There was a time when Indian fielders barely used to throw their bodies around for a few saves and South Africa, Australia and Sri Lanka’s fielding used to sound and look like a forgotten myth to us.
However, it all changed when a youngster flew to his wrong side to pluck an absolute ripper from mid-air. It wasn’t long before the same youngster grabbed another inhuman effort at the point and this catch was very very special. It was that of Matthew Hayden.
India had another change surging through their ranks. A new batsman started coming up through the echelons who wasn’t afraid of brute raw pace and hew away at anything and everything, with precision.
When India arrived in South Africa for their maiden T-20 World Cup campaign, they didn’t have a specialist of the shortest format in their ranks. Someone had to emerge as the messiah and it was the same youngster who came out in flying colours but this time not as a colt inspiring to be a legend but a man who has already redefined Indian cricket.
The same man changed the fortunes of the Indian cricket team when he arrived at the international scene for India in the 2011 World Cup. Not only did he started impressing with the bat but his bowling underwent a seismic paradigm shift and the southpaw rewrote history through his man-of-the-tournament performances that won India the coveted World Cup and he did all of this under the influence of cancer. You have guessed him correctly. He is none other than the man who redefined aggression with the bat, Yuvraj Singh.
We will look at five innings from the hard-hitting southpaw that transcended him from being a stylish young cricketer to an Indian cricketing icon.
1. Under-19 World Cup, 2000
After drafting a remarkable inning of 358 runs in the final of Cooch-Behar Cup, Yuvraj already instigated the selectors to opt for him in the imminent U-19 World Cup. However, instead of the ball, he shined more with the bat in the hand initially. In a game that saw the Indian colts crumbling down like a house of cards, Yuvraj fought alone with the bat, stitching together a fine 68. As his team fell for 199, Yuvraj belted out a bowling masterclass that saw him claiming figures of 4-36 and a man of the match award.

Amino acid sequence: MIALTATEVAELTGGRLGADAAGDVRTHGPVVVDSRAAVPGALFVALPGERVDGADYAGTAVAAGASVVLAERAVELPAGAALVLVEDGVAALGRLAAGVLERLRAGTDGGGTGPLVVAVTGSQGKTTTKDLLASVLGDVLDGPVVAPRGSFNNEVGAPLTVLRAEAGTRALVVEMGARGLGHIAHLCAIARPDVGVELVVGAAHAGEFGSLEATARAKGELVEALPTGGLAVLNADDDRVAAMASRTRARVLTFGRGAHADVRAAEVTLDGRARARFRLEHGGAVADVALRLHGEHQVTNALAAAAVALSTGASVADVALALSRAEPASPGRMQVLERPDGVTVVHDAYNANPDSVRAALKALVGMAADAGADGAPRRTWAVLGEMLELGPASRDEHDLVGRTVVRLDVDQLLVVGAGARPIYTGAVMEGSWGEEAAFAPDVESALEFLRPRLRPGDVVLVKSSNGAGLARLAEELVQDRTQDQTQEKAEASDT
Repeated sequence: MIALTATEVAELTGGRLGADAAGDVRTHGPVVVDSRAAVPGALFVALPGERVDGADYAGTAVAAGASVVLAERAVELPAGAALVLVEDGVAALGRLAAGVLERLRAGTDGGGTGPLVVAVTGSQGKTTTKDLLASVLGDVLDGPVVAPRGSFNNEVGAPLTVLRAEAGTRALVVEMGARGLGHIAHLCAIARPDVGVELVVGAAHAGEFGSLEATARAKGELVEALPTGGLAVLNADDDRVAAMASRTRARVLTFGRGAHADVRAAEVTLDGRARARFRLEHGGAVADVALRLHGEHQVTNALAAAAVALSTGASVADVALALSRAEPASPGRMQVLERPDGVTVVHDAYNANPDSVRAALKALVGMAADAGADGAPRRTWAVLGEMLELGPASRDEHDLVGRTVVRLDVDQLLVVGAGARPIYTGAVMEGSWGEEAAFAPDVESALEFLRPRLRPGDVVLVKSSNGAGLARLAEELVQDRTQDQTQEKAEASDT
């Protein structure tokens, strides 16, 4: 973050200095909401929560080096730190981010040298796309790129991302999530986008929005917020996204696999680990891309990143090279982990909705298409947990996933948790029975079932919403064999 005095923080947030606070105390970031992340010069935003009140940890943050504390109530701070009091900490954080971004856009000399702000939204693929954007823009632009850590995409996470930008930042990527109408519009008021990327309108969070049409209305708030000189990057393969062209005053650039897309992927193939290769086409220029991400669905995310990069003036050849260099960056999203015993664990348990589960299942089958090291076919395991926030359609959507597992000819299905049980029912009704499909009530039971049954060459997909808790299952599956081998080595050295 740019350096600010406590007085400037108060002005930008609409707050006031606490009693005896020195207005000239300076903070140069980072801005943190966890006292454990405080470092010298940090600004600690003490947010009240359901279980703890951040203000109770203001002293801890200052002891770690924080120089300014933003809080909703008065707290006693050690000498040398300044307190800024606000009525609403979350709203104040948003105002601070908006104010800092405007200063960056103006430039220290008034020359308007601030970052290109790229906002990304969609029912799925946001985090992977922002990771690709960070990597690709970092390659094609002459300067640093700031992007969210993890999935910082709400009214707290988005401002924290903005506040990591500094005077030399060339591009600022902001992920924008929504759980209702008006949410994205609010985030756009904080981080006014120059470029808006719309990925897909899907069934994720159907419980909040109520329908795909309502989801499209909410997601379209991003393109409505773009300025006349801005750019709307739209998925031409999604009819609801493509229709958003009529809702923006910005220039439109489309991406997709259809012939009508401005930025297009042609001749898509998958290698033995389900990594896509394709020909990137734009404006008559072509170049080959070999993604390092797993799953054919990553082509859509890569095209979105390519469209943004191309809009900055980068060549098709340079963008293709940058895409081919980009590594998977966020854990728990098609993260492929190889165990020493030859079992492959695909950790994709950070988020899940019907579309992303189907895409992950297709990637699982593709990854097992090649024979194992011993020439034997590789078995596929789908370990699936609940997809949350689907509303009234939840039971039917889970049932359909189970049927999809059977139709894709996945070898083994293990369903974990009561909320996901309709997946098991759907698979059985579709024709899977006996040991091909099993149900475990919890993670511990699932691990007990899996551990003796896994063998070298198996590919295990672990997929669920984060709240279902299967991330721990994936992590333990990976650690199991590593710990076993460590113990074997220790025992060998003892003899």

He followed this resonating performance up with another crackling showdown that saw him scalping 4 wickets against Nepal. The continental neighbours, Sri Lanka also suffered his wrath as he posted an all-round showdown to claim the game for India.
His rip-roaring showdown in the semi-final against a power-packed Australia that vaunted the likes of Mitchell Johnson, Nathan Hauritz, Shane Watson and Shaun Marsh witnessed him hammering a 24-ball-58 that helped India post a mammoth total which was successfully defended by the bowlers.
He rounded up his World Cup performance with a cameo of 27 runs in the final that helped India chase down a total of 179 with consummate ease, thereby lifting the most prestigious youth trophy of the world.
In the final charts, Yuvraj chronicled 203 runs and managed to scalp 12 wickets in the process, thereby being adjudged as the man of the tournament. India won 7 out of 8 games while their game against the inferior Netherlands was washed out.
This resonating outing from Yuvraj flagged the arrival of a youth brigade in the midst of a murky storm that swept India off her feet. The renaissance in Indian cricket was painted by the same young players whom the captain at that point in time, Saurav Ganguly, on-boarded.
2.International debut during ICC Knockout 2000
India slipped into an eternal limbo after several of their senior players got embroiled in a match-fixing controversy that not only tarnished the Indian image but also dented their cricketing aspirations with India failing to make it to the finals of any tournament for one long year. It felt like the endless dark age of Indian cricket.
This is when Ganguly introduced the youth brigade that comprised the likes of Yuvraj Sing, Zaheer Khan, Ashish Nehra and Mohammad Kaif. Yuvraj got his first batting opportunity against Australia, a team that boasted a star-studded lineup. The illustrious bowlers included in the squad were Glenn McGrath, Brett Lee, Shane Lee, Jason Gillespie, Shane Lee and Ian Harvey.